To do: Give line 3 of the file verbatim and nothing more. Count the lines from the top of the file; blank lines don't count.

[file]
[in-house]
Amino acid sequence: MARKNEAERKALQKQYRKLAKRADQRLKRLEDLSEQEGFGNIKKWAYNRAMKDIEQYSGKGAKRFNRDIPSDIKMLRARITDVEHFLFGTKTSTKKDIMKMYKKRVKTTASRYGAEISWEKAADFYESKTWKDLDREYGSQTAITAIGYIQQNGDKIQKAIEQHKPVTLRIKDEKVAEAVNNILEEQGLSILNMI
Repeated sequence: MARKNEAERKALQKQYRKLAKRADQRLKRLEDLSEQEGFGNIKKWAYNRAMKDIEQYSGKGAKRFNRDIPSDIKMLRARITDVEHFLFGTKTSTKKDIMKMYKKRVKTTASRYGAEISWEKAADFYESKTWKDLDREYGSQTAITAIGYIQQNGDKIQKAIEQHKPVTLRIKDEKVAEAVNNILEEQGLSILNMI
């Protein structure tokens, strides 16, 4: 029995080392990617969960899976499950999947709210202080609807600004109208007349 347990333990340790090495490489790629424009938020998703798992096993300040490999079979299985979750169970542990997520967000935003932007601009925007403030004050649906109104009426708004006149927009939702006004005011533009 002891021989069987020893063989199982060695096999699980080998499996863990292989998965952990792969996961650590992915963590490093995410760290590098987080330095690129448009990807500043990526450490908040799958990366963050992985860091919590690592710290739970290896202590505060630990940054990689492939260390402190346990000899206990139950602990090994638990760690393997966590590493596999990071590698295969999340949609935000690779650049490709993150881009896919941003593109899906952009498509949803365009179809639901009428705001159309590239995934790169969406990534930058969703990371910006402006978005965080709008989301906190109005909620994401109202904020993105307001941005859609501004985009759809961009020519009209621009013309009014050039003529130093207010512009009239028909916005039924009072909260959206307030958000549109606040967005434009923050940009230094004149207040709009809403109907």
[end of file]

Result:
Repeated sequence: MARKNEAERKALQKQYRKLAKRADQRLKRLEDLSEQEGFGNIKKWAYNRAMKDIEQYSGKGAKRFNRDIPSDIKMLRARITDVEHFLFGTKTSTKKDIMKMYKKRVKTTASRYGAEISWEKAADFYESKTWKDLDREYGSQTAITAIGYIQQNGDKIQKAIEQHKPVTLRIKDEKVAEAVNNILEEQGLSILNMI